24Dustin Wolf
Photo Credit: Chris Mast/Everett Silvertips

The waiting was the hardest part for Dustin Wolf

After drafting players from Quebec, Russia, Sweden and the United States in prior rounds, the Calgary Flames went back to their roots in the seventh round by grabbing a Western Hockey League standout. They selected Dustin Wolf, a stellar junior netminder who happens to stand a mere 5-feet-11 inches tall and weigh just 160 pounds.

Taking over from Carter Hart as the starter of the Everett Silvertips in 2018-19, Wolf was more than up to the challenge. He led the WHL in save percentage, while sitting among the circuit’s leaders in the other major categories like wins and goals against average.

The bad news is, likely due to his stature, Wolf was ranked 12th among North American goaltenders by the NHL’s Central Scouting Service. He came to Vancouver for the draft and waited. And waited. And waited. With many NHL clubs packing up their stuff, he was finally selected at 214th overall.

“Huge relief, obviously,” said Wolf of being selected fourth-from-last in the 2019 NHL Draft. “When you’re that close, maybe you’re not going to get picked. So to hear your name called is even more special. It’s something I’ll never forget.”

Wolf has only visited Calgary a handful of times, but he isn’t wholly unfamiliar with the Flames organization. His Everett teammate Jake Christiansen attended Flames rookie camp last fall and shared his positive experiences with Wolf.

If the pick works out, Wolf could be an amazing story. The Flames have selected goaltenders in recent years who fit the prototypical mold of what a goaltender should be in the modern game – big, wide dudes like Jon Gillies (six-foot-six, 223 pounds), Mason McDonald (six-foot-four, 201 pounds) and Tyler Parsons (six-foot-one, 190 pounds).

So far, none of those guys have worked out and the organization’s top goaltender is David Rittich, someone they found by accident while scouting somebody else in the Czech Extraliga. Drafting a sub-six-foot kid from California to be a starting goaltender isn’t a conventional move. But the conventional moves haven’t worked out so far, so going off the beaten path makes a ton of sense.

Three days prior to Wolf’s selection, an undrafted OHL free agent won the Norris Trophy as a member of the Flames. Sometimes unconventional moves work out. Regardless, the waiting is over for Wolf and he’s well-aware that now the work of inching his way towards a potential NHL job fully begins.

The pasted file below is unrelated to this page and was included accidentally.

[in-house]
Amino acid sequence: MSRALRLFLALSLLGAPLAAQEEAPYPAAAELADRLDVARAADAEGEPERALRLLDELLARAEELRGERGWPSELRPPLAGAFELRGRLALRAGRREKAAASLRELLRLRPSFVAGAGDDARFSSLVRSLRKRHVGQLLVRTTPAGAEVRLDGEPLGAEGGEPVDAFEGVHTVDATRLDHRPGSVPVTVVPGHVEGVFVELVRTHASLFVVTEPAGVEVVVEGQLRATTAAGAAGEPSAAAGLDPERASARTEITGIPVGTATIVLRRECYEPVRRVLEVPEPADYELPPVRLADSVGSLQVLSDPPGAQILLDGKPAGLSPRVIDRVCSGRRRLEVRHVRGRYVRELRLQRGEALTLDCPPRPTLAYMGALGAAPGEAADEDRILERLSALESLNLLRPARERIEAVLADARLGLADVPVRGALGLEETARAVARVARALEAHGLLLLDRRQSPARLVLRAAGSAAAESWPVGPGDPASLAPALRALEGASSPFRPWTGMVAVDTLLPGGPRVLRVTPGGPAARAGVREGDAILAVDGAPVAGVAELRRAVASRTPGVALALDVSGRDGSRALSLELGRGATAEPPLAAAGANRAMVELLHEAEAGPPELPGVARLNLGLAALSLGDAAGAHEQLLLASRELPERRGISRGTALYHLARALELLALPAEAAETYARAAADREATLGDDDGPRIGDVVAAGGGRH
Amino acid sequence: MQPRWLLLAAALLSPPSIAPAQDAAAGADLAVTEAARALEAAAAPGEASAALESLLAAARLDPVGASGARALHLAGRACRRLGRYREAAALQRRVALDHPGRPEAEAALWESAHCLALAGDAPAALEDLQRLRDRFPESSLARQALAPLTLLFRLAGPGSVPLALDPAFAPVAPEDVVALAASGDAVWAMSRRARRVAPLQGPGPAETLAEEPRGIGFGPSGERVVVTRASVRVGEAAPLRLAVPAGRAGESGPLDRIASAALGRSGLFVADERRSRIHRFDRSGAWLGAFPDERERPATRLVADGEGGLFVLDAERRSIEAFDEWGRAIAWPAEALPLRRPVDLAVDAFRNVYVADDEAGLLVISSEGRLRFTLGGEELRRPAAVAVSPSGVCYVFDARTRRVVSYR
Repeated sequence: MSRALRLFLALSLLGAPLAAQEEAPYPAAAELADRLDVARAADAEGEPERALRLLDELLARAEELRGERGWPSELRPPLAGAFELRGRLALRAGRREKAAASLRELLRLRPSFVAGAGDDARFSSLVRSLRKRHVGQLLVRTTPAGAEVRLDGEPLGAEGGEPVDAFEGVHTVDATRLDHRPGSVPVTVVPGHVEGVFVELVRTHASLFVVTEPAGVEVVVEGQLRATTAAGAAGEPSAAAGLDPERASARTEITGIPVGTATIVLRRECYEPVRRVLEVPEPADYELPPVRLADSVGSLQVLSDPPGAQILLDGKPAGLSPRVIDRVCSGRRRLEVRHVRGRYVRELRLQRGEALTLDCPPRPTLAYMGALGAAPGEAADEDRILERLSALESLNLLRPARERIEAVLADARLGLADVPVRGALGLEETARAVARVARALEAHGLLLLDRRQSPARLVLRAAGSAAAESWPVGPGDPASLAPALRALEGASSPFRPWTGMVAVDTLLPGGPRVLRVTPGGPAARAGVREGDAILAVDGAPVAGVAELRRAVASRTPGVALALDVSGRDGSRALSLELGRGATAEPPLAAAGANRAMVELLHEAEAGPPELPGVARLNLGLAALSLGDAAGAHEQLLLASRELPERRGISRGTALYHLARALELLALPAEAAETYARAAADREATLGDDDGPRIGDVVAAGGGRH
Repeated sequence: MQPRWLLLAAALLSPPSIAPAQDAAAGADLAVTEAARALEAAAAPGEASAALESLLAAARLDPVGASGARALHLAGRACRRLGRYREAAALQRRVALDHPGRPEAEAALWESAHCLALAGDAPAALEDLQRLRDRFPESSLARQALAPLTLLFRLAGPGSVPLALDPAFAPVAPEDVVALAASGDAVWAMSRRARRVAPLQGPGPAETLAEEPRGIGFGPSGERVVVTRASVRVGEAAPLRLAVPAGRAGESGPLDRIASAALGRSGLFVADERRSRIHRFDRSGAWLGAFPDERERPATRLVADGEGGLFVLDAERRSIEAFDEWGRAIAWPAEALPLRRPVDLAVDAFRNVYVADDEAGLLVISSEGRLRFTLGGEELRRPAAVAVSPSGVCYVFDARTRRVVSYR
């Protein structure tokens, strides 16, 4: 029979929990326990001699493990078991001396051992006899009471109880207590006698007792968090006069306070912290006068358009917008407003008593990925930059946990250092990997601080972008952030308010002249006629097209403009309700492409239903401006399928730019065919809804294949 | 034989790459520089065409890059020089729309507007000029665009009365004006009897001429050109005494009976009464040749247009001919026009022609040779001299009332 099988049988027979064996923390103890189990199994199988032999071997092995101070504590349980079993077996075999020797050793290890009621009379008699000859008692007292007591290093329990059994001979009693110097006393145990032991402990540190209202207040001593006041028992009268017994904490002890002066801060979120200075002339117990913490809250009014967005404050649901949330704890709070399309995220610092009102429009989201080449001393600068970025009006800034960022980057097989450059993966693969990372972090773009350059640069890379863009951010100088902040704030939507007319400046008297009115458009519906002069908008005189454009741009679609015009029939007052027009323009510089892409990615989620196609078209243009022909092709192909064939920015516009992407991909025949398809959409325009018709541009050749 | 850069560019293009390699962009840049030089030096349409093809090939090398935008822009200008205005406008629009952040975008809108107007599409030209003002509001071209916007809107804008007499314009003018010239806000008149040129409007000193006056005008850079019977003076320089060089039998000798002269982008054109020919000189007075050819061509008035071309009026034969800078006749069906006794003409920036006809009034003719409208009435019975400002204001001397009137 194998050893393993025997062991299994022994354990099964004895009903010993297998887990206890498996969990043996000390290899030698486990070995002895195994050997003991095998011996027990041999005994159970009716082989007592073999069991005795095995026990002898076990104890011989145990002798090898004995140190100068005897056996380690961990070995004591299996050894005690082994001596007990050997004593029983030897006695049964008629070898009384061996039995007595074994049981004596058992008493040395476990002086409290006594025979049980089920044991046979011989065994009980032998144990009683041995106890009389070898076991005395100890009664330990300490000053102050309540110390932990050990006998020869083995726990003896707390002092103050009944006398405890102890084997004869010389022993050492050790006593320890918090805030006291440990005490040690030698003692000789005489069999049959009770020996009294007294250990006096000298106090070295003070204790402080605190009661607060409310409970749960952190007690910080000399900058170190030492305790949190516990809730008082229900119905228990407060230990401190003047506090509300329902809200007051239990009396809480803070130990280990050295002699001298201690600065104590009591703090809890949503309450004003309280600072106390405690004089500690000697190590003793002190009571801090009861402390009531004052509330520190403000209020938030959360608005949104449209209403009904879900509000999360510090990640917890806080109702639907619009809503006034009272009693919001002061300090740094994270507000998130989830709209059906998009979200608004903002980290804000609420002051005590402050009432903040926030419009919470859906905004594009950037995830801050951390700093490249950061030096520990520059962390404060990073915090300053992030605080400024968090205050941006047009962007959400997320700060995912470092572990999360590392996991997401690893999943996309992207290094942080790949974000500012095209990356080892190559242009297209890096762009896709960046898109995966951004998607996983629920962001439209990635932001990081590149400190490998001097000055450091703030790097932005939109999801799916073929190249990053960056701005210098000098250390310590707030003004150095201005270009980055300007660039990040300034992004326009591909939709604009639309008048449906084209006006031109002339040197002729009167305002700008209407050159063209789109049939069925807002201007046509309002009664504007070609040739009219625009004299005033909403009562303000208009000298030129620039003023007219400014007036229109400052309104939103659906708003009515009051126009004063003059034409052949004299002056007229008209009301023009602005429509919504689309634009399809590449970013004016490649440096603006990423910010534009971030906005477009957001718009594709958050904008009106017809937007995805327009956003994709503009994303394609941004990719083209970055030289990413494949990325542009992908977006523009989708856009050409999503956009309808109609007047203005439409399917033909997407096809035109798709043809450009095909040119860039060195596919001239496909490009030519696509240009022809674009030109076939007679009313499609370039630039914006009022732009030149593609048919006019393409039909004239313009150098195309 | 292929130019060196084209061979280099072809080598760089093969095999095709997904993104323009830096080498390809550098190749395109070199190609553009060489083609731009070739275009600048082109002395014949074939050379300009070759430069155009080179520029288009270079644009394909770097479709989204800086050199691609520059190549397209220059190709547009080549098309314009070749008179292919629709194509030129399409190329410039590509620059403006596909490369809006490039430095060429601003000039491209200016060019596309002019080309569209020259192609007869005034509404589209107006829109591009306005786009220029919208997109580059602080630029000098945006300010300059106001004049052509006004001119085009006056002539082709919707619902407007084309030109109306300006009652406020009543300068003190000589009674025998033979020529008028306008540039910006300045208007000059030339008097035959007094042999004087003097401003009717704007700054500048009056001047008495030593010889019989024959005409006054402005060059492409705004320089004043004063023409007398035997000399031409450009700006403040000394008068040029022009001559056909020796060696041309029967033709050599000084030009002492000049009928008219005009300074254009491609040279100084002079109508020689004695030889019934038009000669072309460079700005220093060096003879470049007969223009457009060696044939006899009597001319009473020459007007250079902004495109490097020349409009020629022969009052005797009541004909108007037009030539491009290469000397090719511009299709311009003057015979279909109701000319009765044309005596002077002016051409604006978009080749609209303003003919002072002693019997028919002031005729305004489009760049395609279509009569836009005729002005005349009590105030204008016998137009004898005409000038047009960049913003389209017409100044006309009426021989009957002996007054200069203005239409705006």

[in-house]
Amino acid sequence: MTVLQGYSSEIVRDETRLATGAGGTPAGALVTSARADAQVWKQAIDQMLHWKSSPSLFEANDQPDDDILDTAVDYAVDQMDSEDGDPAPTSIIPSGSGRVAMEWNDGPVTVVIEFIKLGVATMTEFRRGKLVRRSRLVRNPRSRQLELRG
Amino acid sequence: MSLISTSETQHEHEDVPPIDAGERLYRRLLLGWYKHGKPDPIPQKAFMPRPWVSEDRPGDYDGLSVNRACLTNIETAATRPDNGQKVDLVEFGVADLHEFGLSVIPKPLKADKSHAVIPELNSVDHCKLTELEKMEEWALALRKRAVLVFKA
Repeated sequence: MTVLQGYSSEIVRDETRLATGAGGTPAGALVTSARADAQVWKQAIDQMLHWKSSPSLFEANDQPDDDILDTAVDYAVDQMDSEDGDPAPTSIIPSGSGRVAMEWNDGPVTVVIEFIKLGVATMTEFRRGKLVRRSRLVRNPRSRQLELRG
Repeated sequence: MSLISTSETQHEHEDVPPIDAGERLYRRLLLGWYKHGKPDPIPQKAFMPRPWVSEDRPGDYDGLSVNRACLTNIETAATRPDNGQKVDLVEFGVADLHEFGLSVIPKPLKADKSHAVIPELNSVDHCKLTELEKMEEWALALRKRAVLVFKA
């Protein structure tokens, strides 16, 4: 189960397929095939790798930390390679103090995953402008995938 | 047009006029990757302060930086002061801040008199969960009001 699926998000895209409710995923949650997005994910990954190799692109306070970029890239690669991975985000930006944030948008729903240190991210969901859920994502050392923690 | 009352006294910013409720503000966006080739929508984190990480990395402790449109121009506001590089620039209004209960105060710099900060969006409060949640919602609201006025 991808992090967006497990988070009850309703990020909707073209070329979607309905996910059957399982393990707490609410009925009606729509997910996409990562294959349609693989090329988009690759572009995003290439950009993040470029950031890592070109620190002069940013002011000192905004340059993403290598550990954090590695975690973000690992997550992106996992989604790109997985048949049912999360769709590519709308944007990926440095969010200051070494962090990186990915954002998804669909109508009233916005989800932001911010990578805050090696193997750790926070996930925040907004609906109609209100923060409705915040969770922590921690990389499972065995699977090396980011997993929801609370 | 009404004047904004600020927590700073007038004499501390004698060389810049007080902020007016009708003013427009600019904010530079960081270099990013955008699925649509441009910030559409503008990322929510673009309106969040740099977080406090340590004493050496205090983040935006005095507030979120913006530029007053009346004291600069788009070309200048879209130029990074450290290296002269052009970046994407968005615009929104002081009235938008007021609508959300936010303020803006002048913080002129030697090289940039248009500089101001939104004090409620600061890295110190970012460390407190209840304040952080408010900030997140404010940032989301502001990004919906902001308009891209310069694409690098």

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  • Em Durp Em Hrudey

    Wolf’s movement in the net is almost flawless. See’s the ice well and anticipates they play. I personally feel he is a great pick up so late in the draft. He will be an NHL goalie in the future.

  • Franko J

    By far the best pick for the Flames value wise. I had him and Isaiah Saville as the 2 goalies on my draft list. Glad they were able to draft him because he makes up for a very ho-hum lacklustre draft for the Flames.

  • Baalzamon

    Parsons is not a “big, big dude”. He’s less than two inches taller than Wolf.

    Parsons is a lot more like Wolf than he is like Gillies. A “smaller” athletic goalie rather than a tall man.

  • SgtRoadBlock

    i Seen some after party pics with Flames Staffer and the Draft picks/ Family in each Hotel rooms Burke in all of them sitting of standing lol…. hmm the more you know..
    it like Tod Buttons old Bro on TSN Rumors he still on the Flames pay role
    For me is this good news keep ever door open when it comes to Scouting

  • Jimmyhaggis

    Uneventful day! No second pick hurts, Tre gave up so many picks in the last 3 years, no trade, see no upgrade to the team. Nobody really knows how picks 3 onward are going to pan out.
    Wolf may turn out to be a winner, but then again, who knows how goalies develop. Has Tre lost his magic?

    • SgtRoadBlock